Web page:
The loan carries a six-month interest penalty for early redemption and involves a pounds 495 up-front reservation fee even if the loan is not proceeded with. But it also offers a free valuation and carries no mortgage indemnity guarantee (MIG), which can save many hundreds of pounds.

John Charcol is also offering a five-year capped mortgage, which means rates are free to rise and fall under a ceiling of 7.99 per cent over that period, but will not increase above it. The mortgage allows for a review after three years, with just one month's interest penalty thereafter.

A final component of the base rate rise could be its effect on credit cards and loans. Barclaycard announced last week it would not increase rates.

Hugh Titcomb, senior banking manager at Save & Prosper, which offers one of the cheapest Visa and Mastercard cards on the market, charging 14.6 per cent, says: "I would be surprised if any company decided to move upwards on this occasion.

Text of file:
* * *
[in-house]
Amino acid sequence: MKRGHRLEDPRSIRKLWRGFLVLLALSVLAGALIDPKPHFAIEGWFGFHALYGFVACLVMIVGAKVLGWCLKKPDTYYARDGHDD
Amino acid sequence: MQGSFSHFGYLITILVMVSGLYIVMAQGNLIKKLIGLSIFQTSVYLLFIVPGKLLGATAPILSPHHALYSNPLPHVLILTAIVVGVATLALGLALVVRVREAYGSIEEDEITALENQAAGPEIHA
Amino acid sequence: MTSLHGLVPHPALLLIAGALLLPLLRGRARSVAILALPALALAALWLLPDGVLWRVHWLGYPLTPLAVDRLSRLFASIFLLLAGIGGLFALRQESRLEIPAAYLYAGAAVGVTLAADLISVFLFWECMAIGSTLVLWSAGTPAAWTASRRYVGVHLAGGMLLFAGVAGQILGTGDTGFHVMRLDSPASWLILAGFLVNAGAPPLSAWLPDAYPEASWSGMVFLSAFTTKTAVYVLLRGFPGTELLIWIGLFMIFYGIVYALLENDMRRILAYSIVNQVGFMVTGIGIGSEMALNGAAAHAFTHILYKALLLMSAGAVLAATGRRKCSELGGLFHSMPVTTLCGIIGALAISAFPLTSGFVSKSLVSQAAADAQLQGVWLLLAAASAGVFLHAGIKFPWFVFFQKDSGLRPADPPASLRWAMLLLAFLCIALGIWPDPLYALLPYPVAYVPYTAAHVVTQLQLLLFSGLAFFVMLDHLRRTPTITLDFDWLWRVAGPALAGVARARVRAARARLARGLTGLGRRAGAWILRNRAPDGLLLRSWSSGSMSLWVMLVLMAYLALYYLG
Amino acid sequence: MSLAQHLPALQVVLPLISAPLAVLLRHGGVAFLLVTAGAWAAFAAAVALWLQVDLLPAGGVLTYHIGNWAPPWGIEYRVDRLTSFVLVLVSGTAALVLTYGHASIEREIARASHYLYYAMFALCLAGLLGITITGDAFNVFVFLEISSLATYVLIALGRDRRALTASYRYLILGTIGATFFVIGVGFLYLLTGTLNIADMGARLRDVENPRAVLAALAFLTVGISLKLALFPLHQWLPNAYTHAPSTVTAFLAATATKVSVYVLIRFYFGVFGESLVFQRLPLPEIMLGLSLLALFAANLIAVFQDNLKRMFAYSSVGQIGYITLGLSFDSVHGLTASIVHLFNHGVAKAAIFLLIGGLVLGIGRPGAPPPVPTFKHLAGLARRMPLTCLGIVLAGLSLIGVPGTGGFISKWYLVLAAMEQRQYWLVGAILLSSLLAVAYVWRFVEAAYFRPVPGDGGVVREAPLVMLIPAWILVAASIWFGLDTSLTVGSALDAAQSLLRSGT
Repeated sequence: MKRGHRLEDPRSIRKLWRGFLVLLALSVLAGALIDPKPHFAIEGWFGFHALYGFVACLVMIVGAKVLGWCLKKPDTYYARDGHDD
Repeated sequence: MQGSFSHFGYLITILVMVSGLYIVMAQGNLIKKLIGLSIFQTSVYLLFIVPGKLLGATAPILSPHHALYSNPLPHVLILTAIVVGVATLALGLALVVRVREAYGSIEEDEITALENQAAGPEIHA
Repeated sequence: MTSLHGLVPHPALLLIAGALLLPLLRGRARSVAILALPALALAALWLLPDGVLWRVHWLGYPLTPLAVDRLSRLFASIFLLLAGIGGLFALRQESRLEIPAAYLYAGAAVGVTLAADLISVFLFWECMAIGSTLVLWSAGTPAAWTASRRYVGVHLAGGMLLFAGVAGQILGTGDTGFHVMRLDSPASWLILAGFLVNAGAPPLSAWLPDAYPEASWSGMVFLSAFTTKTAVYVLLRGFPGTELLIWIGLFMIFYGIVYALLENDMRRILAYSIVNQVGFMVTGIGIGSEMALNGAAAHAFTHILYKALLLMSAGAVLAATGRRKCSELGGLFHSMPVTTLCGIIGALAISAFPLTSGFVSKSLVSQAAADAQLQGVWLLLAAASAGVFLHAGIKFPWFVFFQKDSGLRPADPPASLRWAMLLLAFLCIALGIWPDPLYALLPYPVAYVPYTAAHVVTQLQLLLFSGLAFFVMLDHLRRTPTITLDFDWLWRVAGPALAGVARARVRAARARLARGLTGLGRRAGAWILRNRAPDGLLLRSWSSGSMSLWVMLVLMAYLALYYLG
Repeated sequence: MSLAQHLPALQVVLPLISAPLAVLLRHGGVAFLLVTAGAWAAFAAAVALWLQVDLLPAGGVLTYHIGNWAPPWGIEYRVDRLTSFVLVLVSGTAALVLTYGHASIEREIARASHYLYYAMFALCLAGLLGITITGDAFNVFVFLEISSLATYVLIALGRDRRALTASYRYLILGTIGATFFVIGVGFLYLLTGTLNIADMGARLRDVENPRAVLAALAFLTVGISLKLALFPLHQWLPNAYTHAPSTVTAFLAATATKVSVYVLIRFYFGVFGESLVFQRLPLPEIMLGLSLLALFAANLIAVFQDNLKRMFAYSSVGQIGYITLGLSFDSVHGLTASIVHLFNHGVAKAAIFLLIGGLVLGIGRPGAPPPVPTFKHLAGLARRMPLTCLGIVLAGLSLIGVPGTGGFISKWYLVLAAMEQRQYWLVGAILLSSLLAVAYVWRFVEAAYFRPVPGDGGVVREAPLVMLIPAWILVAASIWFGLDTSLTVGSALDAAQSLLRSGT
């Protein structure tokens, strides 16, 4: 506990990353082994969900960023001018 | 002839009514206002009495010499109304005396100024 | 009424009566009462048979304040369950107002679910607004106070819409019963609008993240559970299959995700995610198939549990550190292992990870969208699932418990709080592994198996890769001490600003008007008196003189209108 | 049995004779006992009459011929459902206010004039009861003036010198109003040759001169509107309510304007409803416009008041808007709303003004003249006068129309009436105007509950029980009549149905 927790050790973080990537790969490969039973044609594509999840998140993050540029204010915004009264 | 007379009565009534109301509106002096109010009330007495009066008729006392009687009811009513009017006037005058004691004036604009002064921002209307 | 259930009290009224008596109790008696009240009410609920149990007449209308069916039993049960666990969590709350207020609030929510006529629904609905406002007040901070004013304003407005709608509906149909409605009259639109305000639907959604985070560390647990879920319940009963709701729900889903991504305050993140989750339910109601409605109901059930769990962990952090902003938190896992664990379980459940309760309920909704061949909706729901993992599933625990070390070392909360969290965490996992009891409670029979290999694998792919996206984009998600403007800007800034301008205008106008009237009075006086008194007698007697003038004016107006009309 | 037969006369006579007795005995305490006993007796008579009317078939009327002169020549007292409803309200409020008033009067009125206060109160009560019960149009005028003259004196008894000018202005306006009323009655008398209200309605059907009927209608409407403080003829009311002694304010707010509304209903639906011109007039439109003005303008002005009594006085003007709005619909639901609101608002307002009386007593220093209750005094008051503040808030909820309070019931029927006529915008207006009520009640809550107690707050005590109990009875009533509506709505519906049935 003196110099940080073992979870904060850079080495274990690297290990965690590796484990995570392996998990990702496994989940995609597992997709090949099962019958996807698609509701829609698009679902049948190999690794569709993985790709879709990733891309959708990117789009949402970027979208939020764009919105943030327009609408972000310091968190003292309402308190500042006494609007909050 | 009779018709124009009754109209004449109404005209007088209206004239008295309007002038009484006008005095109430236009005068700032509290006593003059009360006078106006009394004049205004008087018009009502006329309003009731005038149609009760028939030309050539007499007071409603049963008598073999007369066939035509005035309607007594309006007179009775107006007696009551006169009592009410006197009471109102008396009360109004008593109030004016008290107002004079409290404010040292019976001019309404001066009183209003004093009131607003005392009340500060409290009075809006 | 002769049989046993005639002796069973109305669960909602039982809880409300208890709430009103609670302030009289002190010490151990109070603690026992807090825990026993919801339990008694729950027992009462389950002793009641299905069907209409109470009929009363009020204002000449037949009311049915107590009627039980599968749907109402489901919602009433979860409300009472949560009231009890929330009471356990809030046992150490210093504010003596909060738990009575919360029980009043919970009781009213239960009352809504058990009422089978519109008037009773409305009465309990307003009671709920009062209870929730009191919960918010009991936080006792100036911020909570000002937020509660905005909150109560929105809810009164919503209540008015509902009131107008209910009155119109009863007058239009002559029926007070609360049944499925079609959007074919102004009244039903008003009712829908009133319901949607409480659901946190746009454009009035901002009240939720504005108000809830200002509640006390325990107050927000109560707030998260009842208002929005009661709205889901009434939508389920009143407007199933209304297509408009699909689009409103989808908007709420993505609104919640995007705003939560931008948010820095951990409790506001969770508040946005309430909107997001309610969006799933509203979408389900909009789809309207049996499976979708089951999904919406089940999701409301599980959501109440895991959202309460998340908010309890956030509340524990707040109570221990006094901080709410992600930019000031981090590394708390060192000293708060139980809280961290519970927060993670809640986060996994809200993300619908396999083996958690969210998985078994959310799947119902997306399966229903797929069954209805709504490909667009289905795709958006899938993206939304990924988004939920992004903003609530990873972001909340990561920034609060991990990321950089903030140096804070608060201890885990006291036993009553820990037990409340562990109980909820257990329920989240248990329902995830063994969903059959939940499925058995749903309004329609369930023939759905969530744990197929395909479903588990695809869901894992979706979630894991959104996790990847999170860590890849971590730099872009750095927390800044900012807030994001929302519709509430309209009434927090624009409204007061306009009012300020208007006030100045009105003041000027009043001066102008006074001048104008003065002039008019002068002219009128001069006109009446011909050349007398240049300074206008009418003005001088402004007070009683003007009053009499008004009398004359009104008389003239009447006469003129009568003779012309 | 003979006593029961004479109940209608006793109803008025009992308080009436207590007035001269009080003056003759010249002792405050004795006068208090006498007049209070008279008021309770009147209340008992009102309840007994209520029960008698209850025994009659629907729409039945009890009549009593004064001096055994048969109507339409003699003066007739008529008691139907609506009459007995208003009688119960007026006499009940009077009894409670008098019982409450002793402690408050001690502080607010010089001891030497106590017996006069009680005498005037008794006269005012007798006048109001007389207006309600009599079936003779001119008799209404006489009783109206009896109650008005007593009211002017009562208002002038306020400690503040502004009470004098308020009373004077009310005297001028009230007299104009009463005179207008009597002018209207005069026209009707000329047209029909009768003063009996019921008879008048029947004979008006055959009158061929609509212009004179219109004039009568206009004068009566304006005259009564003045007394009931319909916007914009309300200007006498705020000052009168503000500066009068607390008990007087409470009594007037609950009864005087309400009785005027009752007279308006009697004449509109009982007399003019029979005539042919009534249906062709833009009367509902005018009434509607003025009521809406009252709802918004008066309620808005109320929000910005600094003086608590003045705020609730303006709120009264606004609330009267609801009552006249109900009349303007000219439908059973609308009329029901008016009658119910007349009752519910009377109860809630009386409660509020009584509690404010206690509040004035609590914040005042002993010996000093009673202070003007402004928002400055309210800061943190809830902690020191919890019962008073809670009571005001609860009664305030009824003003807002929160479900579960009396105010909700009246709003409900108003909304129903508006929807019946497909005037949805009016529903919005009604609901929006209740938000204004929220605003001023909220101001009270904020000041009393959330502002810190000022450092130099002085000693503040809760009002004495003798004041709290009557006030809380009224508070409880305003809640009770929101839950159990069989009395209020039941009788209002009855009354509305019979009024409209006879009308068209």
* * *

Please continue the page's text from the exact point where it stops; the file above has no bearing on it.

"Most providers already charge at least 18 or 19 per cent, with major high-street banks above that. They can afford to meet the increase in base rates on their existing margins. One could argue that given the fantastic margins they already have, they should easily be able to."

q Contacts: Mortgage Intelligence, 0800 246000; John Charcol, 0800 718191.

PROMOTED VIDEO
News
ebooksAn unforgettable anthology of contemporary reportage
Latest stories from i100
Have you tried new the Independent Digital Edition apps?
Independent Dating
and  

By clicking 'Search' you
are agreeing to our
Terms of Use.

iJobs Job Widget
iJobs Money & Business

SQL Developer with T-SQL, Watford, Hertfordshire - £350 - £360

£350 - £360 per day: Ashdown Group: SQL Developer with T-SQL, Watford, Hertfor...

Chief Financial Officer

120-150k: Accountancy Action: We are looking for an experienced CFO from a min...

IT Systems Business Analyst - Watford - £28k + bonus + benefits

£24000 - £28000 per annum + bonus & benefits: Ashdown Group: IT Business Syste...